2013; Stainless Steel; Sculpture
North Campus; Plaza between the Engineering Research and Gerstacker Buildings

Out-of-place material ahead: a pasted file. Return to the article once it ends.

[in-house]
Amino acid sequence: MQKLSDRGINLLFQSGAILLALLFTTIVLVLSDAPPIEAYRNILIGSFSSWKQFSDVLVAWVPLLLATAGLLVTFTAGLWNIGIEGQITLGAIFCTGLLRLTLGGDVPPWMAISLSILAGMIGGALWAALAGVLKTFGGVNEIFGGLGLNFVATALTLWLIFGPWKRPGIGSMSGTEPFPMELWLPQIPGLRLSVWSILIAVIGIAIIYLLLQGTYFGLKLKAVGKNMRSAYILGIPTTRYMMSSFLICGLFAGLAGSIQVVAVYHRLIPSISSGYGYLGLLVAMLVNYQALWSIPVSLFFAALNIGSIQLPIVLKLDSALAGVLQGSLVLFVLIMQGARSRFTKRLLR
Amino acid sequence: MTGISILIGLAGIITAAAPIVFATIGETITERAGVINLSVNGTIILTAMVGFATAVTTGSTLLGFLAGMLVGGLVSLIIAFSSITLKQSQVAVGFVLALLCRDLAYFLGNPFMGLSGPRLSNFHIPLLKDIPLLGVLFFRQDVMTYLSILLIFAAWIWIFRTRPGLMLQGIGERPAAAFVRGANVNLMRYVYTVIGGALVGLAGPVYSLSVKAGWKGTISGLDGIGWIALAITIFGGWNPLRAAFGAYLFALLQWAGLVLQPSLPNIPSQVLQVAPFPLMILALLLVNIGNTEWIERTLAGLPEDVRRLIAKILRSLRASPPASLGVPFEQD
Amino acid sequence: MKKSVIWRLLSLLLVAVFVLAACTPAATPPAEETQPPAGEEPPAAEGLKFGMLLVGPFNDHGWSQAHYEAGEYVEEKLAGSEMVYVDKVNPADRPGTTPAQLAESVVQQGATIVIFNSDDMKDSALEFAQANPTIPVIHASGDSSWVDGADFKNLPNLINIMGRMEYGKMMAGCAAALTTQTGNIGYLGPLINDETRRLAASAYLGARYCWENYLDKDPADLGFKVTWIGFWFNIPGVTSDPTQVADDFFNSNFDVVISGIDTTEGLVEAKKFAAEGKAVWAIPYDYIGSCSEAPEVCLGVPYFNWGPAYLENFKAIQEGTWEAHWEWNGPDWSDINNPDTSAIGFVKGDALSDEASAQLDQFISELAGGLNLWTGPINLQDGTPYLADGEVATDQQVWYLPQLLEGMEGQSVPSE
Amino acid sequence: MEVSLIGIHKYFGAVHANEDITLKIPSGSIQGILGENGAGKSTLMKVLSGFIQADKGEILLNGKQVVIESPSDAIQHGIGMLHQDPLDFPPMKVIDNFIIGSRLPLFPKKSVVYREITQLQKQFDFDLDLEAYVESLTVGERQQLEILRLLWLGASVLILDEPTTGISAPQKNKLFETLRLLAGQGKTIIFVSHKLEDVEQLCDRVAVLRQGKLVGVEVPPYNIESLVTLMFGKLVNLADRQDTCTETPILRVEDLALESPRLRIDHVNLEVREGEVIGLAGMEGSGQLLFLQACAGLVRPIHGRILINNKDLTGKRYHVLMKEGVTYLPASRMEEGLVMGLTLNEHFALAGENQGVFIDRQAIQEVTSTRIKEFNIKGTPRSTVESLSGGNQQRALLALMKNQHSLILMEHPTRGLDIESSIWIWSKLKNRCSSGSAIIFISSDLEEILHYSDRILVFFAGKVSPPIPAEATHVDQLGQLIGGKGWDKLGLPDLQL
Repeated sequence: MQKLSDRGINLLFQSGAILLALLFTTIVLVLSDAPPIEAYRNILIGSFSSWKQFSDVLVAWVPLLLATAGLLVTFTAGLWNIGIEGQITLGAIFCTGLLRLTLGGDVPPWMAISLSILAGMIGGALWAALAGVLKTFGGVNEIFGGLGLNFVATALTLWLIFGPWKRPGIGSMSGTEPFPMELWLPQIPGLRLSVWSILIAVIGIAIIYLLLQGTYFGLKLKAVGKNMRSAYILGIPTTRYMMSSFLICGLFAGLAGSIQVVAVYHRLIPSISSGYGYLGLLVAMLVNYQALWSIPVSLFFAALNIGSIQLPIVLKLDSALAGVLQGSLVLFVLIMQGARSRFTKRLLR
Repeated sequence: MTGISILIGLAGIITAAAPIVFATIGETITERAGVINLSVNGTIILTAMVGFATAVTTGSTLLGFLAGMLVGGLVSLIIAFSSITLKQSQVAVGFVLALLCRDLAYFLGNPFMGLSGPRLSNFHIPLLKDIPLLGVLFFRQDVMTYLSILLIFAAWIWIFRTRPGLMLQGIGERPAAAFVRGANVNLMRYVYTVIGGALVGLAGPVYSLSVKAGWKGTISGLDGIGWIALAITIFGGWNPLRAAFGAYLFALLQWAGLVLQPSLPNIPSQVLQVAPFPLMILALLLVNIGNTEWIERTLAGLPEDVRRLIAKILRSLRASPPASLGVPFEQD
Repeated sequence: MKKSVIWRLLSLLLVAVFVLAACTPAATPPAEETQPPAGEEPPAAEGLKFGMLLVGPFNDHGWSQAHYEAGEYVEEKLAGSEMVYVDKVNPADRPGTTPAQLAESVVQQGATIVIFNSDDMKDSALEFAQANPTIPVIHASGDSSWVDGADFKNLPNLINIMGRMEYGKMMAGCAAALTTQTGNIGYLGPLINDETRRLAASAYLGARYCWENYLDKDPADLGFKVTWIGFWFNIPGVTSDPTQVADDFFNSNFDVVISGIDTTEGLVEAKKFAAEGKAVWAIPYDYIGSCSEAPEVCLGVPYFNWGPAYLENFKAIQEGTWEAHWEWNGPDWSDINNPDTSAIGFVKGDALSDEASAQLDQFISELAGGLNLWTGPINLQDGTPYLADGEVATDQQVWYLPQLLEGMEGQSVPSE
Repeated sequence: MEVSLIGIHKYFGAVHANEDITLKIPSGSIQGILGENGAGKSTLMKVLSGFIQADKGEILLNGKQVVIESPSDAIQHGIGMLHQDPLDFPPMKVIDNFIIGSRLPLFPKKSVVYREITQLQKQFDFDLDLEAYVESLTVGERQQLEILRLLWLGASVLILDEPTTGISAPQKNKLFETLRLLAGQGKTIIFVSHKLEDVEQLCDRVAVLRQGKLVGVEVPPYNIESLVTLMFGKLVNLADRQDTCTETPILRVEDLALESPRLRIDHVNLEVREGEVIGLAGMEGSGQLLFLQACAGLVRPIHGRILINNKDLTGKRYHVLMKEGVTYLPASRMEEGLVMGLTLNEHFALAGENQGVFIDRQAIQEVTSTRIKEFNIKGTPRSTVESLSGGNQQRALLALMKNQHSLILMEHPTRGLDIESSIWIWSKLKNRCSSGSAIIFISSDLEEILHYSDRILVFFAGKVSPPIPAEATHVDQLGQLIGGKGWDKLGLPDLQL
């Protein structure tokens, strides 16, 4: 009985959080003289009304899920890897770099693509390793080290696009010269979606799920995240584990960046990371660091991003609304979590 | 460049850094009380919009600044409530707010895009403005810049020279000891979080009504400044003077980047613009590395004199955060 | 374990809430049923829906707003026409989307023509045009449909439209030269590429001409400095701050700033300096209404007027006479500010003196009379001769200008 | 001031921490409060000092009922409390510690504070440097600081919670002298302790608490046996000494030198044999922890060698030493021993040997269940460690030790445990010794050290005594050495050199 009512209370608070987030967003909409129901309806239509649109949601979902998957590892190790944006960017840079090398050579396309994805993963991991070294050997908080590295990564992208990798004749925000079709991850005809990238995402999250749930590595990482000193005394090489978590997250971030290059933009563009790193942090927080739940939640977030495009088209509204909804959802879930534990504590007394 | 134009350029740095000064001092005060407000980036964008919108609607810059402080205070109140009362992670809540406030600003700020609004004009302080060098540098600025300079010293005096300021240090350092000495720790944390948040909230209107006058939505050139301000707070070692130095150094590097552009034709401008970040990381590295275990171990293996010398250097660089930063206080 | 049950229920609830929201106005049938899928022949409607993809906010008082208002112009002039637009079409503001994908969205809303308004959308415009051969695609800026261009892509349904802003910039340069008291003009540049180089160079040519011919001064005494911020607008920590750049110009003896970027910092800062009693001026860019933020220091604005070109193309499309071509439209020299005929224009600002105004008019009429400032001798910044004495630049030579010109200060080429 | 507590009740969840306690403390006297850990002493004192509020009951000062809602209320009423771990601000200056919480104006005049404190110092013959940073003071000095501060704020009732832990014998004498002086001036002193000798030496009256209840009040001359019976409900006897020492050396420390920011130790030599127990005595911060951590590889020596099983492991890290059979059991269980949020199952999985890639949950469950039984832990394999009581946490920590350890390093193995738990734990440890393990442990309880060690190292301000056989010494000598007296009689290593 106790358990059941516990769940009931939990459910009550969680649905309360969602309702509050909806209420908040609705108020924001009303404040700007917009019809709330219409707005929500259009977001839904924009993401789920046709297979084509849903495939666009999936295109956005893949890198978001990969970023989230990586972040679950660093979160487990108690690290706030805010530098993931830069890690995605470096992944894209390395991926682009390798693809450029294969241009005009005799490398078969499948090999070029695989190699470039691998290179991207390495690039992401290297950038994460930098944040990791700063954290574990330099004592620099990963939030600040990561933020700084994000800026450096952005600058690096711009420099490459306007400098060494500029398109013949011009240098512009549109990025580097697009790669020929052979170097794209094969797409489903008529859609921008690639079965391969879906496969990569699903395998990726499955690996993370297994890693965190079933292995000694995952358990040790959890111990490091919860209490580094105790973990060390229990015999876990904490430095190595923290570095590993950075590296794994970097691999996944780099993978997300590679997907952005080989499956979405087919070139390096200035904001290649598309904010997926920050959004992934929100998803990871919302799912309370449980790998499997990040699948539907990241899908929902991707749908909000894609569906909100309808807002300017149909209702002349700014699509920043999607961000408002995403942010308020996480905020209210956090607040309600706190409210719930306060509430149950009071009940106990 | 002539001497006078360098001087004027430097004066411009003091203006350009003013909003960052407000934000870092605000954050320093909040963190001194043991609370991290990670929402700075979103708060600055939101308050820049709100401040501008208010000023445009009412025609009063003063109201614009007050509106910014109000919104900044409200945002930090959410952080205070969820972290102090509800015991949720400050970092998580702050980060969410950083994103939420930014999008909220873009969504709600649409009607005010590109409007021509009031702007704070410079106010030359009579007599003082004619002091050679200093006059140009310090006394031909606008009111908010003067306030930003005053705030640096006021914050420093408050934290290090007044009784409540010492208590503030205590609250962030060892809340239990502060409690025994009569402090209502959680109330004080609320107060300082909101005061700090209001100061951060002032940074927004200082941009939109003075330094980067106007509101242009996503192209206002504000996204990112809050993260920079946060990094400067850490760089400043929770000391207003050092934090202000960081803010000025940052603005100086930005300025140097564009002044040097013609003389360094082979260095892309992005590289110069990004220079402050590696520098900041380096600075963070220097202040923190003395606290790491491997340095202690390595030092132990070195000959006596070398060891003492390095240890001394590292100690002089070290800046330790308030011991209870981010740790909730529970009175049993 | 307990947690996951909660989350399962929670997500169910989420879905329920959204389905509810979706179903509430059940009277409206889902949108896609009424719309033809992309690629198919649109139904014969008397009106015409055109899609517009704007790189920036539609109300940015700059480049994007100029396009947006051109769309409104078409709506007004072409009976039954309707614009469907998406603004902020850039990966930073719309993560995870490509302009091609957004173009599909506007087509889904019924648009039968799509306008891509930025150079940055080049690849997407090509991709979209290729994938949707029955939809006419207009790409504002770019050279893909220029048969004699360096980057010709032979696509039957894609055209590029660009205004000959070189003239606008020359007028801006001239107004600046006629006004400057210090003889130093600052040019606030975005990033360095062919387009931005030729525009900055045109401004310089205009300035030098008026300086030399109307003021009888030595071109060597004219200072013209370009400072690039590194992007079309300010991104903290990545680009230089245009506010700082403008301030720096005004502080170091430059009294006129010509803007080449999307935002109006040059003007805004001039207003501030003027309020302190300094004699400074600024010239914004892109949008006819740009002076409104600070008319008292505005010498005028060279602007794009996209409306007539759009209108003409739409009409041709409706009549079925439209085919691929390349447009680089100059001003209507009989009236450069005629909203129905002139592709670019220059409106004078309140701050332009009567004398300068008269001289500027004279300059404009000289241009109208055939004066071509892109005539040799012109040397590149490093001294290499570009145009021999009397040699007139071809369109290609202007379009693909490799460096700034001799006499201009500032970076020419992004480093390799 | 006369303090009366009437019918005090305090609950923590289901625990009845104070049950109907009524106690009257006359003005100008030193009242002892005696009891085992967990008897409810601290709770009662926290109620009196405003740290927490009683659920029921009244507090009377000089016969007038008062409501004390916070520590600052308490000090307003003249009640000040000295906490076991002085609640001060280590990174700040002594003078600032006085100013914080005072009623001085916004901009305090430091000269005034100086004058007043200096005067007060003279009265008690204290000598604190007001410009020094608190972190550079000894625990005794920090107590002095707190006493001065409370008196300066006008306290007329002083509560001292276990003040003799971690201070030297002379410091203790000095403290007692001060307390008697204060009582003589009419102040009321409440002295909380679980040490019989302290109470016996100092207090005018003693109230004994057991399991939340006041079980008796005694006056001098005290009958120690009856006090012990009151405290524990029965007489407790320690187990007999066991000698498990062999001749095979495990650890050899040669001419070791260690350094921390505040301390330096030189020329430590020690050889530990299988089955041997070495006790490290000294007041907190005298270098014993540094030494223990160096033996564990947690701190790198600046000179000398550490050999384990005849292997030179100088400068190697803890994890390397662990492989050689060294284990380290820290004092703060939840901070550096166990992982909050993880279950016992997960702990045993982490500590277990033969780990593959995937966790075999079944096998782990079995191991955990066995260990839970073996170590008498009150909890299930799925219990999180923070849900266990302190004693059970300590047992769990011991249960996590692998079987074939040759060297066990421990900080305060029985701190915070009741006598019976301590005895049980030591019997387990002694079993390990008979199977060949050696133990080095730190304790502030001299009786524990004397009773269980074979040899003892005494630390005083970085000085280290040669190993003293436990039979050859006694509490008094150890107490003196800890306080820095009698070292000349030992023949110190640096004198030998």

This piece is intended to celebrate U-M’s achievements in holography. The essence of holography is that two separate beams of light are combined to produce a three-dimensional image, the view of which depends on the position of the observer. Its origin dates from 1947, but holography remained a laboratory curiosity until 1962 when Emmett Leith and Juris Upatnieks of the University of Michigan developed their off-axis method that transformed holography to an important tool of modern science and engineering. In analogy, the sculpture celebrating their development, Off-Axis Holography, combines two arrays to generate a crossing pattern that changes depending on the position of the observer. Jens Zorn, Professor Emeritus of Physics, is also the sculptor of G minus 2 and The Short, Rich Life of Positronium, both located on Central Campus.